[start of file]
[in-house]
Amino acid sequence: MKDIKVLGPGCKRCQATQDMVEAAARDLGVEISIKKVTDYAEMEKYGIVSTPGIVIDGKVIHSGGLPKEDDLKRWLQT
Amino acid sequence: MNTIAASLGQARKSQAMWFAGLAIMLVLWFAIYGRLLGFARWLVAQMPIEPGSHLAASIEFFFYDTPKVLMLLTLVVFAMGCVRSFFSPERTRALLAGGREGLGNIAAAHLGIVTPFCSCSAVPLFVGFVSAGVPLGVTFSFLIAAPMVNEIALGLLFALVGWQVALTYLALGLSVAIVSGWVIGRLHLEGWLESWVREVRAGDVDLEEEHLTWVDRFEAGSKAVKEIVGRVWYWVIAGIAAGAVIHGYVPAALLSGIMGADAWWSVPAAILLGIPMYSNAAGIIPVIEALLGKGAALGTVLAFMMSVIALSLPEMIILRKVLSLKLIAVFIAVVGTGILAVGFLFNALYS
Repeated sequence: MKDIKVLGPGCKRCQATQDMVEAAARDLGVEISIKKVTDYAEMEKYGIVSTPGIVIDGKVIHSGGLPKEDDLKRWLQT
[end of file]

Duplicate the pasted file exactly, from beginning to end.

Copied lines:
[in-house]
Amino acid sequence: MKDIKVLGPGCKRCQATQDMVEAAARDLGVEISIKKVTDYAEMEKYGIVSTPGIVIDGKVIHSGGLPKEDDLKRWLQT
Amino acid sequence: MNTIAASLGQARKSQAMWFAGLAIMLVLWFAIYGRLLGFARWLVAQMPIEPGSHLAASIEFFFYDTPKVLMLLTLVVFAMGCVRSFFSPERTRALLAGGREGLGNIAAAHLGIVTPFCSCSAVPLFVGFVSAGVPLGVTFSFLIAAPMVNEIALGLLFALVGWQVALTYLALGLSVAIVSGWVIGRLHLEGWLESWVREVRAGDVDLEEEHLTWVDRFEAGSKAVKEIVGRVWYWVIAGIAAGAVIHGYVPAALLSGIMGADAWWSVPAAILLGIPMYSNAAGIIPVIEALLGKGAALGTVLAFMMSVIALSLPEMIILRKVLSLKLIAVFIAVVGTGILAVGFLFNALYS
Repeated sequence: MKDIKVLGPGCKRCQATQDMVEAAARDLGVEISIKKVTDYAEMEKYGIVSTPGIVIDGKVIHSGGLPKEDDLKRWLQT